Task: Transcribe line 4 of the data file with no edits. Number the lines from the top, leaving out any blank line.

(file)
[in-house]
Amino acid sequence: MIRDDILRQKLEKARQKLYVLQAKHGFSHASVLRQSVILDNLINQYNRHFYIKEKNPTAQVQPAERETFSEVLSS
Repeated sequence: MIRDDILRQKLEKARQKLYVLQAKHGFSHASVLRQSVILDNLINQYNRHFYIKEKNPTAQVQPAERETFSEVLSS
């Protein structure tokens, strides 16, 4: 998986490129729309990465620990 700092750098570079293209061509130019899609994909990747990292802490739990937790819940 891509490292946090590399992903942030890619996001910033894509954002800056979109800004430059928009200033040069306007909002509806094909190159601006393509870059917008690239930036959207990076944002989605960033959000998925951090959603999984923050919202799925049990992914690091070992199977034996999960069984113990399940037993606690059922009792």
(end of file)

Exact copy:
């Protein structure tokens, strides 16, 4: 998986490129729309990465620990 700092750098570079293209061509130019899609994909990747990292802490739990937790819940 891509490292946090590399992903942030890619996001910033894509954002800056979109800004430059928009200033040069306007909002509806094909190159601006393509870059917008690239930036959207990076944002989605960033959000998925951090959603999984923050919202799925049990992914690091070992199977034996999960069984113990399940037993606690059922009792």